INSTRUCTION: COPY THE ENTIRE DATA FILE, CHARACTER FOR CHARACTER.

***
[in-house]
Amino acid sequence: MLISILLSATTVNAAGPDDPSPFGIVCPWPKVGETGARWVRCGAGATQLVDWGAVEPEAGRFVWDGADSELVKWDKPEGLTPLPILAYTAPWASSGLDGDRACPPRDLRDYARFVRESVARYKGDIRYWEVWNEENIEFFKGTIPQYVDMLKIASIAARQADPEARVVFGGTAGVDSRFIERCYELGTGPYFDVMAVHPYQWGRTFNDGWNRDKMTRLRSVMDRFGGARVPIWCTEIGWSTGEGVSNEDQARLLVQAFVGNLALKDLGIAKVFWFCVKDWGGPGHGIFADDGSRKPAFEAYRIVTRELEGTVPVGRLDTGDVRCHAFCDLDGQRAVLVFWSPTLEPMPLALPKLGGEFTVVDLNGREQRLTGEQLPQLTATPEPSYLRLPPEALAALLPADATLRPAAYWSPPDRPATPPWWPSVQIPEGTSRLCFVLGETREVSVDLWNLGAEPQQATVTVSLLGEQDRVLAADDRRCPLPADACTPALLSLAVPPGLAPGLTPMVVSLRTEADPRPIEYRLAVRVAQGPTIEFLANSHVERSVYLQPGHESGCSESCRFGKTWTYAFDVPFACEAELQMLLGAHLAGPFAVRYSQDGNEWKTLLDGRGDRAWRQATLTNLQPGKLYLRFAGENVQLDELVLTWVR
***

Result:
[in-house]
Amino acid sequence: MLISILLSATTVNAAGPDDPSPFGIVCPWPKVGETGARWVRCGAGATQLVDWGAVEPEAGRFVWDGADSELVKWDKPEGLTPLPILAYTAPWASSGLDGDRACPPRDLRDYARFVRESVARYKGDIRYWEVWNEENIEFFKGTIPQYVDMLKIASIAARQADPEARVVFGGTAGVDSRFIERCYELGTGPYFDVMAVHPYQWGRTFNDGWNRDKMTRLRSVMDRFGGARVPIWCTEIGWSTGEGVSNEDQARLLVQAFVGNLALKDLGIAKVFWFCVKDWGGPGHGIFADDGSRKPAFEAYRIVTRELEGTVPVGRLDTGDVRCHAFCDLDGQRAVLVFWSPTLEPMPLALPKLGGEFTVVDLNGREQRLTGEQLPQLTATPEPSYLRLPPEALAALLPADATLRPAAYWSPPDRPATPPWWPSVQIPEGTSRLCFVLGETREVSVDLWNLGAEPQQATVTVSLLGEQDRVLAADDRRCPLPADACTPALLSLAVPPGLAPGLTPMVVSLRTEADPRPIEYRLAVRVAQGPTIEFLANSHVERSVYLQPGHESGCSESCRFGKTWTYAFDVPFACEAELQMLLGAHLAGPFAVRYSQDGNEWKTLLDGRGDRAWRQATLTNLQPGKLYLRFAGENVQLDELVLTWVR